The selection of the type of capacitor used as part of the AAF is very important, especially if THD is a concern. It is recommended, where possible, to use a capacitor with a negative-positive zero (NP0) or COG(1) dielectric. If that type of dielectric is not available, a capacitor with an X7R dielectric will suffice.
External XADC Reference Voltage
As with any ADC, the XADC is only as good as the reference voltage it is provided. For this reason, careful consideration is needed when laying out the reference circuitry. The XADC has two dedicated reference inputs, VRefP and VRefN. Similar to the analog inputs, the actual reference voltage that the XADC uses is the difference in voltage between these two nets. Recommendations for the specifications for the external reference can be found in Kintex-7 FPGAs Data Sheet: DC and Switching Characteristics [Ref 2].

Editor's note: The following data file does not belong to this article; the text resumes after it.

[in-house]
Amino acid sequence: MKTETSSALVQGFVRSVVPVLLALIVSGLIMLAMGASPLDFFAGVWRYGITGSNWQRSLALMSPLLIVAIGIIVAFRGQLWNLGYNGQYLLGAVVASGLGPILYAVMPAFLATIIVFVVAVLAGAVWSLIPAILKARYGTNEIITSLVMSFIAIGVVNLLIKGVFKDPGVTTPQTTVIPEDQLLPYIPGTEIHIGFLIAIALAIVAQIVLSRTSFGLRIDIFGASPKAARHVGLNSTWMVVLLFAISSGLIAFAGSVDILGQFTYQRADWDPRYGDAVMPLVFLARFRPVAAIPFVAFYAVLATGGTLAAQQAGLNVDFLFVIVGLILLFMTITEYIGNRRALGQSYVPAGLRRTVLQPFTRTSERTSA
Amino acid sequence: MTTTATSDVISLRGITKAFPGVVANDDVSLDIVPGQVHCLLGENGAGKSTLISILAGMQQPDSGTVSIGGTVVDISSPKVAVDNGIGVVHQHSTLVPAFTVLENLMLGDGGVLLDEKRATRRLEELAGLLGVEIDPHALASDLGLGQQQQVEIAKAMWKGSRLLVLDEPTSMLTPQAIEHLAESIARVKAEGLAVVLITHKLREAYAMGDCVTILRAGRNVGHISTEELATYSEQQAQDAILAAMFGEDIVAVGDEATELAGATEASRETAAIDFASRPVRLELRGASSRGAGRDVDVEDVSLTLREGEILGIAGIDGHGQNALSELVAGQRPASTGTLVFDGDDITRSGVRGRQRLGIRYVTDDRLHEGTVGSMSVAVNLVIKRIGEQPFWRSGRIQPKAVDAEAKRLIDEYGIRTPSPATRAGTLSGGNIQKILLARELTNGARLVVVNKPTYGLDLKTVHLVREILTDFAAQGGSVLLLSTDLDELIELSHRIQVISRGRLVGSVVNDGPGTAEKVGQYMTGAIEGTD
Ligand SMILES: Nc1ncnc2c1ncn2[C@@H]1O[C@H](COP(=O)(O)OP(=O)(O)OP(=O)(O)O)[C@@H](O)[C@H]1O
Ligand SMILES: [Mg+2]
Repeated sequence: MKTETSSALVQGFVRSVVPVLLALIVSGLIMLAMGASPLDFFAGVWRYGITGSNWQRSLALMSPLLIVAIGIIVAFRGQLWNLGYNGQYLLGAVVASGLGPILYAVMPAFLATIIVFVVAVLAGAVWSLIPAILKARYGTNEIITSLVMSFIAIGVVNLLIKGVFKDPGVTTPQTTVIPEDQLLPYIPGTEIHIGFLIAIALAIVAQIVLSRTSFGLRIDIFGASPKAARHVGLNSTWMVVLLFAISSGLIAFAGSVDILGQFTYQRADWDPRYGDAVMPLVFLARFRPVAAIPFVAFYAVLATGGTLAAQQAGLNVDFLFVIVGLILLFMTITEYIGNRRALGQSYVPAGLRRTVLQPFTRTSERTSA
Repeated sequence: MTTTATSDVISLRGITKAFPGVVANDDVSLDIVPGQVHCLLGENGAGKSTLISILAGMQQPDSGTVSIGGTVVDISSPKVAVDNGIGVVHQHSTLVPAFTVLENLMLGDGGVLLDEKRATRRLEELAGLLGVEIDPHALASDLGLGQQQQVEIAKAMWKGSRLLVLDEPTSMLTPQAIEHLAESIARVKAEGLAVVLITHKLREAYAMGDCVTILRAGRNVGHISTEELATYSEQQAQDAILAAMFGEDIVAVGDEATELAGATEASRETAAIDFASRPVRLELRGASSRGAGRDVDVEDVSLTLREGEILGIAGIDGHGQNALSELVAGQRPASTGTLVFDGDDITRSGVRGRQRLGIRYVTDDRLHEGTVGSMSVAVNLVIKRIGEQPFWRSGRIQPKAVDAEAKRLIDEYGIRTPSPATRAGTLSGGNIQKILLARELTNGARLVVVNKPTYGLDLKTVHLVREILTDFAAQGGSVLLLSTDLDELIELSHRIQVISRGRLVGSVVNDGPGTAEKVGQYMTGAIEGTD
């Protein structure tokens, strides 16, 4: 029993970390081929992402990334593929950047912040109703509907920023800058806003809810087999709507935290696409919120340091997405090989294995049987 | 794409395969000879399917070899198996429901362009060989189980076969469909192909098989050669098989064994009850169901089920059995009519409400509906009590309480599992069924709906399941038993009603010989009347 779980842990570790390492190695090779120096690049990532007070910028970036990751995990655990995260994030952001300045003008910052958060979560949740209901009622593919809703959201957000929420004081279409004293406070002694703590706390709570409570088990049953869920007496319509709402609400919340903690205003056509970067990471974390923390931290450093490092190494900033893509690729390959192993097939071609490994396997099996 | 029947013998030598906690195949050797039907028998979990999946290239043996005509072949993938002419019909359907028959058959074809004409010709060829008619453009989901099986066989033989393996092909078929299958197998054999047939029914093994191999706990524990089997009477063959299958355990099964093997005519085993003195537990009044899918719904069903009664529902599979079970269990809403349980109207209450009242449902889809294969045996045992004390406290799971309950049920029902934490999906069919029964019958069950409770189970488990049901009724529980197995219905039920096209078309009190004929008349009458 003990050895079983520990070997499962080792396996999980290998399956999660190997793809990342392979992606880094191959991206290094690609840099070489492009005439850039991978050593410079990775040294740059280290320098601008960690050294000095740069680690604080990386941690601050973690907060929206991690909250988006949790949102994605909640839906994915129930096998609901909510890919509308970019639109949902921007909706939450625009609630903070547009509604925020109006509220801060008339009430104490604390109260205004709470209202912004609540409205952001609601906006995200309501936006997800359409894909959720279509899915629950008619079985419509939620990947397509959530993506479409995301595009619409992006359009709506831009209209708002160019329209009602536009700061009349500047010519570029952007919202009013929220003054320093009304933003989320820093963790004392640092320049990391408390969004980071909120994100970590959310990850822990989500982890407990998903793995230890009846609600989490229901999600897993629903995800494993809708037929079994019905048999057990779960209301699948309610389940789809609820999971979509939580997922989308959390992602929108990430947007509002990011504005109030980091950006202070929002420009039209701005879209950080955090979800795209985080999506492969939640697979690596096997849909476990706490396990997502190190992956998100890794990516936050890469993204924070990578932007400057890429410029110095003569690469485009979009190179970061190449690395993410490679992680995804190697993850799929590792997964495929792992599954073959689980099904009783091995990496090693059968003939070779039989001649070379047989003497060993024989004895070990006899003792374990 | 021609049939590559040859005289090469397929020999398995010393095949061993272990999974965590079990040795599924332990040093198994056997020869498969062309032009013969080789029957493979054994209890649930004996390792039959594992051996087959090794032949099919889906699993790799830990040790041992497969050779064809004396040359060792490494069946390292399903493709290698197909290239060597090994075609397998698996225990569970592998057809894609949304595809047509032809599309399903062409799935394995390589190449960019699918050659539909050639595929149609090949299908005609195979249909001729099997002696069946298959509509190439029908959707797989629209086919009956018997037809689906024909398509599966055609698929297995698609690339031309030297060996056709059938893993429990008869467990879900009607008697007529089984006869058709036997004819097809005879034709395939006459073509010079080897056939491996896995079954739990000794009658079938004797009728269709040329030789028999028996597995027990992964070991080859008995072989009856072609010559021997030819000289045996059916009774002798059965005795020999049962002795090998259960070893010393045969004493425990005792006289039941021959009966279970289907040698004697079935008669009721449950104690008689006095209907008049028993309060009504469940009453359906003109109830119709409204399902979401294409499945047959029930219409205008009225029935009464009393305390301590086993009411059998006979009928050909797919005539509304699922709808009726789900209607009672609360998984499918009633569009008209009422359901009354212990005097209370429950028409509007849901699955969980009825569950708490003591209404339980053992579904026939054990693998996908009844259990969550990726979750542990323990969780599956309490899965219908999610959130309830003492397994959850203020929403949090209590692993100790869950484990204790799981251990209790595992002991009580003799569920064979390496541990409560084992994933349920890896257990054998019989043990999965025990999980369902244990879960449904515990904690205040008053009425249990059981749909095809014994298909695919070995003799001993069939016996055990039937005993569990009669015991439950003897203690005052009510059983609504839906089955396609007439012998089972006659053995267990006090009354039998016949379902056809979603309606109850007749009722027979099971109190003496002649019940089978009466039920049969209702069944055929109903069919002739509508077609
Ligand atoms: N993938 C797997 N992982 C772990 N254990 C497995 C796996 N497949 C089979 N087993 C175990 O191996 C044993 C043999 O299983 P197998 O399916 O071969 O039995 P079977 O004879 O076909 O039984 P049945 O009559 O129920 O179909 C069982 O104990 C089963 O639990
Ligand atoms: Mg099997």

X-Ref Target - Figure 5
1. Electronic Industries Alliance (EIA) three-character code for the material capacitance-temperature slope.
The VRefP and VRefN lines should be treated in a similar way to the analog inputs themselves. The two lines should be routed as close as possible to one another. (On the KC705 board layout, 5 mil (127 micron) traces were placed 6 mils or 150 microns apart wherever possible.) They should be shielded vertically and horizontally by a low-impedance quiet ground or quiet supply, such as GNDADC or VCCADC. Shielding is more important for the reference because there is no AAF on the reference to limit any high-frequency noise. The 0.1 μF decoupling capacitor helps with filtering the noise, but only at very high frequencies. The channels that are made available by staggering the vias should be used to ensure that the reference can be shielded all the way to the decoupling capacitor without weaving through any vias. Figure 6 shows how this was achieved on the KC705 evaluation board.